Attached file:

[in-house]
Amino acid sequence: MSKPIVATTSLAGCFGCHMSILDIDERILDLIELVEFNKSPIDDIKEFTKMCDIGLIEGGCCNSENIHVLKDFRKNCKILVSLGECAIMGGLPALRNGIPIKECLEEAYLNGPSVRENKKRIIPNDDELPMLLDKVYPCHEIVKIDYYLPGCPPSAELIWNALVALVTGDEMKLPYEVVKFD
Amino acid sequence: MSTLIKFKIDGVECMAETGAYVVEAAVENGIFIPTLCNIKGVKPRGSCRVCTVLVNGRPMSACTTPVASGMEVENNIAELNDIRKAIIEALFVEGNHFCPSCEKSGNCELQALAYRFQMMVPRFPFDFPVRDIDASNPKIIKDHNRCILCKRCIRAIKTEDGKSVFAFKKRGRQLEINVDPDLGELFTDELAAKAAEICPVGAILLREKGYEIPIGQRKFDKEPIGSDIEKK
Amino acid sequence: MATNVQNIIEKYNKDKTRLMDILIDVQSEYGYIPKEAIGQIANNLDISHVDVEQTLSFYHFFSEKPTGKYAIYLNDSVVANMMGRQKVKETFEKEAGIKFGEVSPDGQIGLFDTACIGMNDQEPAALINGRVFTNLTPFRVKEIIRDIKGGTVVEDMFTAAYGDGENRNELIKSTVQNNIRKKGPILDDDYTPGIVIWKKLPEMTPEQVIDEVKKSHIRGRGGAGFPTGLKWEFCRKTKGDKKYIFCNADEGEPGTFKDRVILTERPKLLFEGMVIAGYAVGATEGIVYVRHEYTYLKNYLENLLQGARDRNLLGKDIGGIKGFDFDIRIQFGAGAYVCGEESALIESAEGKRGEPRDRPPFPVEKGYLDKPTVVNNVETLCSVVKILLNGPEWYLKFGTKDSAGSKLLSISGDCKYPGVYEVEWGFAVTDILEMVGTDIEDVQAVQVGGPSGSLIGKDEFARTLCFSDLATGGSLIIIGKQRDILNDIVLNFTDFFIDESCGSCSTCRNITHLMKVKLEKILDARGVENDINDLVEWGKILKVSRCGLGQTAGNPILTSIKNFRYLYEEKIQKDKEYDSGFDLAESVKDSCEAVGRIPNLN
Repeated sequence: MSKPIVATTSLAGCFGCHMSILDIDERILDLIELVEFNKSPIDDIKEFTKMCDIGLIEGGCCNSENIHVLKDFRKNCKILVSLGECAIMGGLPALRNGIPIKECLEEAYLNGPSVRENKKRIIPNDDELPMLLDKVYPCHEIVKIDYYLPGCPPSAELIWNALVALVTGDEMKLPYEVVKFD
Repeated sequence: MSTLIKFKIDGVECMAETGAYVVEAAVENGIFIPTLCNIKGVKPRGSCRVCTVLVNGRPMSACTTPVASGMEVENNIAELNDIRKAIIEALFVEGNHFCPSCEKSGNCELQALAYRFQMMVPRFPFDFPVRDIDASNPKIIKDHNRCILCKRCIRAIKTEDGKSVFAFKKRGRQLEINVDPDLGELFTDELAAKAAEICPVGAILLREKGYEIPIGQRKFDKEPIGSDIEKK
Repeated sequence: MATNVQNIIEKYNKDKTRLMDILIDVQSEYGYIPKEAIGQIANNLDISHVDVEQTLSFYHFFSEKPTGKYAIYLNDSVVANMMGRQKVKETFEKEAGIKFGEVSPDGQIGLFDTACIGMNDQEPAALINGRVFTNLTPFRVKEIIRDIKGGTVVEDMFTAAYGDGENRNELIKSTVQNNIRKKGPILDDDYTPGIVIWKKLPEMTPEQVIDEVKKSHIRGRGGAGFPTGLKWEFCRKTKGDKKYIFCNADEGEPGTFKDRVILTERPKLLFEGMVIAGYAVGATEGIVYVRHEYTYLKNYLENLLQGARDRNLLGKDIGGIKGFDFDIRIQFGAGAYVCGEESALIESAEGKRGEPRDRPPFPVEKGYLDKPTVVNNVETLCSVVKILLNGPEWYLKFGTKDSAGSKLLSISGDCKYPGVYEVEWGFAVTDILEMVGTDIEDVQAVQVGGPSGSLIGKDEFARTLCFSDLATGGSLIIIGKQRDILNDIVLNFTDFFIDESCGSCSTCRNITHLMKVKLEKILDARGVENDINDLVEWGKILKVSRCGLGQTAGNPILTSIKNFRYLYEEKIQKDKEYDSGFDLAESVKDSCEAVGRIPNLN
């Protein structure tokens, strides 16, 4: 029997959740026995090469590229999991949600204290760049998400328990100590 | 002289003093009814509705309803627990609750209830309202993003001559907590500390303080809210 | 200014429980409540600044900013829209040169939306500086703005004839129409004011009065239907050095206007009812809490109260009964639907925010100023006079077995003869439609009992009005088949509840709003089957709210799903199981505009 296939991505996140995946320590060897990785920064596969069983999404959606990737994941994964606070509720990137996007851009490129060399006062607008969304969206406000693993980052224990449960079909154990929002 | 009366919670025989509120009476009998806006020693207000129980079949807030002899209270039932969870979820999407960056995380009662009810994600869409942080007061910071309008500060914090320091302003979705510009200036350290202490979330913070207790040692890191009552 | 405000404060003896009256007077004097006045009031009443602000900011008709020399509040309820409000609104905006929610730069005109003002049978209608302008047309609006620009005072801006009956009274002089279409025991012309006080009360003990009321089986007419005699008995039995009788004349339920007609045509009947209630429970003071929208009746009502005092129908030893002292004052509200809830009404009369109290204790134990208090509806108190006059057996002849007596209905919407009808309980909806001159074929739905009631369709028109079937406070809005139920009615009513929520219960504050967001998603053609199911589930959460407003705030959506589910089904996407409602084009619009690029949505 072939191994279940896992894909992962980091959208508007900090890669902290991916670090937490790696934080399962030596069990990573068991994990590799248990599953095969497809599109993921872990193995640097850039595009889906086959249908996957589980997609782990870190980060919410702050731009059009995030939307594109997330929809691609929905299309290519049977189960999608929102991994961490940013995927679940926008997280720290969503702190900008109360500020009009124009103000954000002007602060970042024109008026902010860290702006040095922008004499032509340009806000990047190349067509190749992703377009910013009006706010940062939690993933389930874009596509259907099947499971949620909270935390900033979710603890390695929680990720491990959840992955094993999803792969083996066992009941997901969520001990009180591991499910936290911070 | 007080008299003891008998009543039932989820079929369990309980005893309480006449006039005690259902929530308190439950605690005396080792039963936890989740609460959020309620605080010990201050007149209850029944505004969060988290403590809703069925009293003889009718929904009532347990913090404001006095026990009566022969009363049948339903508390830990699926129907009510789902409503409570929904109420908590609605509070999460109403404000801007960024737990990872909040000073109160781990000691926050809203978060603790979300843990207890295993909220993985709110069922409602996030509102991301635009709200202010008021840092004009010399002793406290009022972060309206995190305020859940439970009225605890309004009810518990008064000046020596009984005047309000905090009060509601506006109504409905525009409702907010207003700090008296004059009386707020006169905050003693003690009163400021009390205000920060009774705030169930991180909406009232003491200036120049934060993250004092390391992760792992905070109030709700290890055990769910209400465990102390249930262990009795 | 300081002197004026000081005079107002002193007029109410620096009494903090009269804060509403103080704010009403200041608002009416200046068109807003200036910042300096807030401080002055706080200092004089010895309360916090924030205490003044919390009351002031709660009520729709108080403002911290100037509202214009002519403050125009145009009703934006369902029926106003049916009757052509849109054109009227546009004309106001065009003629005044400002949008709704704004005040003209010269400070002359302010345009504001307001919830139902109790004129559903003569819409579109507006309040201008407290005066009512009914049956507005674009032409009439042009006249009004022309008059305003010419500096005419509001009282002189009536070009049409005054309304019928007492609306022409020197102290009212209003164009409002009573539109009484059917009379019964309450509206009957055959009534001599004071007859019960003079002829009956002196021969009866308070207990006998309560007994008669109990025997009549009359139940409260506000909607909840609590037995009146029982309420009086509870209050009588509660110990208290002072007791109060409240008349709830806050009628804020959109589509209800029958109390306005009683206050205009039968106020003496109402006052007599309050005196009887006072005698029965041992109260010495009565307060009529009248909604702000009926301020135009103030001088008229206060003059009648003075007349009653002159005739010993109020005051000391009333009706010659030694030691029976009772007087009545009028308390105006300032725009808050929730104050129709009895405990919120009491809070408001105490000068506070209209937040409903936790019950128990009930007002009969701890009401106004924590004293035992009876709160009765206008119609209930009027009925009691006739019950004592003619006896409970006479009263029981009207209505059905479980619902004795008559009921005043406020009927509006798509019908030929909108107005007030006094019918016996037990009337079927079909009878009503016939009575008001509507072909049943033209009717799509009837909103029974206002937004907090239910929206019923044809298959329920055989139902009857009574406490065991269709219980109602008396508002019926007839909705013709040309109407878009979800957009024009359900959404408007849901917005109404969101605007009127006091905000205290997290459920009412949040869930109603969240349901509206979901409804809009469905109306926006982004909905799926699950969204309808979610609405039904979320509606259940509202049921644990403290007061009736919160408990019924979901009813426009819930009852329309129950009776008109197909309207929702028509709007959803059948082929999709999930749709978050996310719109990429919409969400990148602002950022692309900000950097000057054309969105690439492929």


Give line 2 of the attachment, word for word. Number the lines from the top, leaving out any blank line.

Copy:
Amino acid sequence: MSKPIVATTSLAGCFGCHMSILDIDERILDLIELVEFNKSPIDDIKEFTKMCDIGLIEGGCCNSENIHVLKDFRKNCKILVSLGECAIMGGLPALRNGIPIKECLEEAYLNGPSVRENKKRIIPNDDELPMLLDKVYPCHEIVKIDYYLPGCPPSAELIWNALVALVTGDEMKLPYEVVKFD